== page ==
Editor’s Note: For Part 1 of this column by Phillip M. Perry, click here.
One more hazard for performance-based pay: Employees left out of the program may resent their inability to earn bonus compensation. That’s why it’s important to include everyone – even those for whom it’s difficult to measure quantifiable workplace results, according to David Dye, president of Let’s Grow Leaders, a management consulting firm in Washington, D.C.
“For people who are solely responsible for their work, and where their activities can be readily quantified, pay for performance plans are more straightforward,” he says. That’s why many organizations begin by measuring easily measurable achievements, such as higher revenues by salespeople, accident reductions by security personnel, and glowing customer reports for service representatives.
Designing an effective program is more difficult for some members of the support staff who do not perform in quantifiable ways. However, it is not impossible, according to Cutting.
“You can make pay for performance work for receptionists, housekeepers, or any kind of support staff, as long as they are given the necessary tools by management,” she says.
The biggest challenge is finding a way to measure support staff performance that is fair and reasonable. One approach is to ask, “what is this person’s job and how well are they doing it?” Perhaps a receptionist answers the phone before three rings or greets customers in a cheerful and professional way. Asking employees how they measure their own performance may offer good ideas that can be translated into a quantifiable system.
Dye, with Let’s Grow Leaders, suggests assuring success by continually expanding a plan’s scope, including more people and developing more refined performance assessment parameters while soliciting feedback from participants.
Vital as it is, performance pay is not the only tool for retaining top employees. Employers also need to cultivate a respectful and supportive work environment.
“It’s important that people understand what the business wants, and that they feel valued when they meet the employer’s expectations,” Cutting says. “The ability to contribute and to feel involved with the success of the organization can be its own motivation.”
Here are some additional factors that keep a company’s best people aboard:
- Autonomy: “High performers do not like to be micro-managed,” says Christina Eanes, a workforce management consultant in Alexandria, Va. “They want the freedom to do their job in a creative way, along with the requisite responsibility and authority.” That serves the organization well. “Innovation happens when smart people find new and better ways to get their jobs done,” she says.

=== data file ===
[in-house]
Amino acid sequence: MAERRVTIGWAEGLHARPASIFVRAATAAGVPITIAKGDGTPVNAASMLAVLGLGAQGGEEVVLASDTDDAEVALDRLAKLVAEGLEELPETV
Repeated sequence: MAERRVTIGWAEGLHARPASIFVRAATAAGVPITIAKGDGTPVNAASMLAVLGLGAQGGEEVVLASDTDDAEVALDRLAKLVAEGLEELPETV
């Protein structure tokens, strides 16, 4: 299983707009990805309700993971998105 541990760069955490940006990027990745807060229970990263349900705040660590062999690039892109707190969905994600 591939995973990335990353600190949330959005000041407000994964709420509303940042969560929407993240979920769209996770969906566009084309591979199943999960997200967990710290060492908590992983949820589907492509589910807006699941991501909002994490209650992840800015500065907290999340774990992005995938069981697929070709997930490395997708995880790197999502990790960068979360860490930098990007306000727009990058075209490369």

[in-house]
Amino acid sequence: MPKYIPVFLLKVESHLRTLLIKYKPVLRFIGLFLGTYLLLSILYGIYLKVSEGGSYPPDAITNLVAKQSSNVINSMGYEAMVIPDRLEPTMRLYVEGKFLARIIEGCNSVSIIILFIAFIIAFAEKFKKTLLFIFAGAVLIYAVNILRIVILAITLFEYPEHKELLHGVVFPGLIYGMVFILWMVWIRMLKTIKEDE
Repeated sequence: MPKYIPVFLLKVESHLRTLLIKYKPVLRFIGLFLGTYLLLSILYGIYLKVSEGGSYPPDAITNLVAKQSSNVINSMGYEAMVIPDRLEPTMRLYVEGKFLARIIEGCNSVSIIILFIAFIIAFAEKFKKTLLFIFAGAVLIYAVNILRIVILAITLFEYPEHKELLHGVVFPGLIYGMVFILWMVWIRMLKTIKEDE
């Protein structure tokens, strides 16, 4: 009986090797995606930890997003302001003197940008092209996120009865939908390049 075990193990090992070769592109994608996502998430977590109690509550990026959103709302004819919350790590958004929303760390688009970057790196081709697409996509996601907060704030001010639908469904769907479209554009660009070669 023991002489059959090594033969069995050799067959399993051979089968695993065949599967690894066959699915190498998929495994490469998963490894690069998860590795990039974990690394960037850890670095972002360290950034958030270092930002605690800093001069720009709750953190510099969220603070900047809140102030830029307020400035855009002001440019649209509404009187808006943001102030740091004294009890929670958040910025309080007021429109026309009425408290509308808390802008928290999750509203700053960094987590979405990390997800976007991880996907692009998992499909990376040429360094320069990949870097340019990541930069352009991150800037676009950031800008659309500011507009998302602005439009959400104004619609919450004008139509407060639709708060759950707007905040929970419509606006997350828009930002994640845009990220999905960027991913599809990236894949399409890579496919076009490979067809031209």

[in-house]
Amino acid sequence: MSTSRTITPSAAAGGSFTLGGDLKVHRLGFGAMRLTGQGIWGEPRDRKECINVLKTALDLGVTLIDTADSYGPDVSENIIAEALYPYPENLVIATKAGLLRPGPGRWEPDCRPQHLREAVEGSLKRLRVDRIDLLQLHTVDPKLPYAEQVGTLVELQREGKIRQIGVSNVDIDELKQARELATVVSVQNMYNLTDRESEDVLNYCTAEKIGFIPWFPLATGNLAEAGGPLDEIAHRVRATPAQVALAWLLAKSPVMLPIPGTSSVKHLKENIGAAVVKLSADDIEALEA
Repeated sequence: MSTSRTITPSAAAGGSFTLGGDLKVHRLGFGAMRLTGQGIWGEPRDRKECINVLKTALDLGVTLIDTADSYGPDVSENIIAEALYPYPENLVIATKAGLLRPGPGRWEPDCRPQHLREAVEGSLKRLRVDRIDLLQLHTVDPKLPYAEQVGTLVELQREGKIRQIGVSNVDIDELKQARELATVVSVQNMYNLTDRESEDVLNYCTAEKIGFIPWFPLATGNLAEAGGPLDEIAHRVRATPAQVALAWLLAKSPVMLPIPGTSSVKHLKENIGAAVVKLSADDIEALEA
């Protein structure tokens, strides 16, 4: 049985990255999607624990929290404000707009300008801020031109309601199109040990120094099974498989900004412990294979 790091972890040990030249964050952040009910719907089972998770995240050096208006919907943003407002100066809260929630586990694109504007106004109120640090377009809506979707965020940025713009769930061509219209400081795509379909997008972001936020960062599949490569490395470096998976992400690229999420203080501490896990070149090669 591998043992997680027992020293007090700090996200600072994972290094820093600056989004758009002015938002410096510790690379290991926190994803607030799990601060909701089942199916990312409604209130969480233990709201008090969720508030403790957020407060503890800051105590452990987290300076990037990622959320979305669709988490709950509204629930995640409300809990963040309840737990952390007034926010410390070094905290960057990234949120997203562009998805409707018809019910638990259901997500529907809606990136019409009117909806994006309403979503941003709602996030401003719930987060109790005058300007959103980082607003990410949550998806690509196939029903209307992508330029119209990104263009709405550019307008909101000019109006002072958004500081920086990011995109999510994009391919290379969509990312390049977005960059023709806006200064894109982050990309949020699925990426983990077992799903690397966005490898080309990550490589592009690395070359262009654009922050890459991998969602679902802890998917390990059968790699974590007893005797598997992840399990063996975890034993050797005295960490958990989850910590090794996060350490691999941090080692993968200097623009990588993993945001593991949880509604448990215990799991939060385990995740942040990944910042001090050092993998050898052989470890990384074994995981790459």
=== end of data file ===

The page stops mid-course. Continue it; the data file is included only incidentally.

- Frequent feedback: Top performers want to know where they stand, and want feedback more than once a year. A negative December surprise – especially if it affects bonus pay – may well send them packing, Eanes warns. The HBR report highlights the importance of monthly performance reviews.
- Advancement pathways: Top performers expect the employer to help them advance in their fields. “You need to create a culture where people want to work with you because of what they are going to learn and have a real clear-cut career ladder so they see how they can move up,” Cutting says.
Sometimes clearing a path for advancement is easier said than done. In a perfect world, a business would have enough open management positions to accommodate every deserving person. Reality is often much different.
What can employers do?
“You need to create a growth path for top-performing people that keeps them feeling challenged even though they are not advanced into management positions,” says Dye, with Let’s Grow Leaders.
One solution is to feed the craving of top performers for new skills.
“High achievers have an insatiable need for self-development,” Eanes says. “They have an ingrained need to develop themselves, so the more opportunities you can provide them to learn, the more loyal they will be.”
Those opportunities can be offered by thinking laterally, according to Eanes.
“Not every top performer expects that advancement means a higher-level position,” she says. “Millennials, especially, often prefer to move laterally because it provides them with more learning opportunities and more challenges.”
A high-performing individual in sales, for example, might welcome a move to an adjacent position in human resources with the chance to learn a new set of marketable skills, she adds.